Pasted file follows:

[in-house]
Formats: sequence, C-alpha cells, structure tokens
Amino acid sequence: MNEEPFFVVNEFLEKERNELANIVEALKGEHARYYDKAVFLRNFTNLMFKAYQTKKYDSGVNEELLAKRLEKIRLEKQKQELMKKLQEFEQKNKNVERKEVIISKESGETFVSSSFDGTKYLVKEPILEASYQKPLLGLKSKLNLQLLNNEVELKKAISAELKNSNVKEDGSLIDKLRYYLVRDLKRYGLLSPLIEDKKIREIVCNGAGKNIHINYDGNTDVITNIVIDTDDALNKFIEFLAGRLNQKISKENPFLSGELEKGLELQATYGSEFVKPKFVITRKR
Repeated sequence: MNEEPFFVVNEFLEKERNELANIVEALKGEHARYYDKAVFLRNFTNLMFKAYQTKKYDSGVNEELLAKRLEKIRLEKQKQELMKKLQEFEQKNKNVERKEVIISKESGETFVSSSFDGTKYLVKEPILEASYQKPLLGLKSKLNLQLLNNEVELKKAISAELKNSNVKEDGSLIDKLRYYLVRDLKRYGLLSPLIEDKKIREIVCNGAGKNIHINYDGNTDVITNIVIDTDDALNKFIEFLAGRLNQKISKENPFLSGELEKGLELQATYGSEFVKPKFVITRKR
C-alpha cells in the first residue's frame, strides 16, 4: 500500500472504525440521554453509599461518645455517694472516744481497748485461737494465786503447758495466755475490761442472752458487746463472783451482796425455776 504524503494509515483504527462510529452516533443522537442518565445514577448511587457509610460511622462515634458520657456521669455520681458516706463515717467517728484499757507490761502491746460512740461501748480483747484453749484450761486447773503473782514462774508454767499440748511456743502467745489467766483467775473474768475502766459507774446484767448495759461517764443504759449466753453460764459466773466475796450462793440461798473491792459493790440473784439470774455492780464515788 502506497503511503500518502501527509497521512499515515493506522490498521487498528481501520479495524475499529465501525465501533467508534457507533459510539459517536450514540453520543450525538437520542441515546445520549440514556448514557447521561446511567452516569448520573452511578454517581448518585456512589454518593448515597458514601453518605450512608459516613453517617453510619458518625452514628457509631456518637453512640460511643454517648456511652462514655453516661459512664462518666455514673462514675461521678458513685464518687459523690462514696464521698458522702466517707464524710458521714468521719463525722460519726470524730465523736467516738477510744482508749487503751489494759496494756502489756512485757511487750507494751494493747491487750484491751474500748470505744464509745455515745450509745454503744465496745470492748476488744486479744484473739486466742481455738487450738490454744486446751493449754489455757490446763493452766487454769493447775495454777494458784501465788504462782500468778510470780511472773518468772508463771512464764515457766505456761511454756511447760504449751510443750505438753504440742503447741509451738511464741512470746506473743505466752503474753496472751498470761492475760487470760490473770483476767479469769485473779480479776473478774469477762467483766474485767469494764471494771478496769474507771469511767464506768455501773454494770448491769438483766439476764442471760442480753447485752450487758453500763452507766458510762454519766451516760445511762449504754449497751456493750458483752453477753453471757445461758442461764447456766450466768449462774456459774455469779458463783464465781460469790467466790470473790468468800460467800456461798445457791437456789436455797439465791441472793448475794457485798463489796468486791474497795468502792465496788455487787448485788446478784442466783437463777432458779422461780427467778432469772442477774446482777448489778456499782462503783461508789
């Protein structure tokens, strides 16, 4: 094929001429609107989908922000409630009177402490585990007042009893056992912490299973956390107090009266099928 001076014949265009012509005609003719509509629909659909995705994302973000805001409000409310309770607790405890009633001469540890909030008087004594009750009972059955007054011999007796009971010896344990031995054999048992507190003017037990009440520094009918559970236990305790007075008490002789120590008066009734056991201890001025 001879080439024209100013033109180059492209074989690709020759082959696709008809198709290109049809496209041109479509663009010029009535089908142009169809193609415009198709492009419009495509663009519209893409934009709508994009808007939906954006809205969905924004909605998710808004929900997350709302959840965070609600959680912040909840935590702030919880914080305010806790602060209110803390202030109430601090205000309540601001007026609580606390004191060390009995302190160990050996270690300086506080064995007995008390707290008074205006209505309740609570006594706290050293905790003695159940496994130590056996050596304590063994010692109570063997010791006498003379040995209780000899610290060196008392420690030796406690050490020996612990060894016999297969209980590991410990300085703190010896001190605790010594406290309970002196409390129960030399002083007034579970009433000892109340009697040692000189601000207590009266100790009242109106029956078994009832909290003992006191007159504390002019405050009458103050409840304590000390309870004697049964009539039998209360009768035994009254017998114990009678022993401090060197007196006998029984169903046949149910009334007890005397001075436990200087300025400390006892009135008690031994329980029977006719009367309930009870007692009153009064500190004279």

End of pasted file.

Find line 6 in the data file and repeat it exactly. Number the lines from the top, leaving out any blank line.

């Protein structure tokens, strides 16, 4: 094929001429609107989908922000409630009177402490585990007042009893056992912490299973956390107090009266099928 001076014949265009012509005609003719509509629909659909995705994302973000805001409000409310309770607790405890009633001469540890909030008087004594009750009972059955007054011999007796009971010896344990031995054999048992507190003017037990009440520094009918559970236990305790007075008490002789120590008066009734056991201890001025 001879080439024209100013033109180059492209074989690709020759082959696709008809198709290109049809496209041109479509663009010029009535089908142009169809193609415009198709492009419009495509663009519209893409934009709508994009808007939906954006809205969905924004909605998710808004929900997350709302959840965070609600959680912040909840935590702030919880914080305010806790602060209110803390202030109430601090205000309540601001007026609580606390004191060390009995302190160990050996270690300086506080064995007995008390707290008074205006209505309740609570006594706290050293905790003695159940496994130590056996050596304590063994010692109570063997010791006498003379040995209780000899610290060196008392420690030796406690050490020996612990060894016999297969209980590991410990300085703190010896001190605790010594406290309970002196409390129960030399002083007034579970009433000892109340009697040692000189601000207590009266100790009242109106029956078994009832909290003992006191007159504390002019405050009458103050409840304590000390309870004697049964009539039998209360009768035994009254017998114990009678022993401090060197007196006998029984169903046949149910009334007890005397001075436990200087300025400390006892009135008690031994329980029977006719009367309930009870007692009153009064500190004279």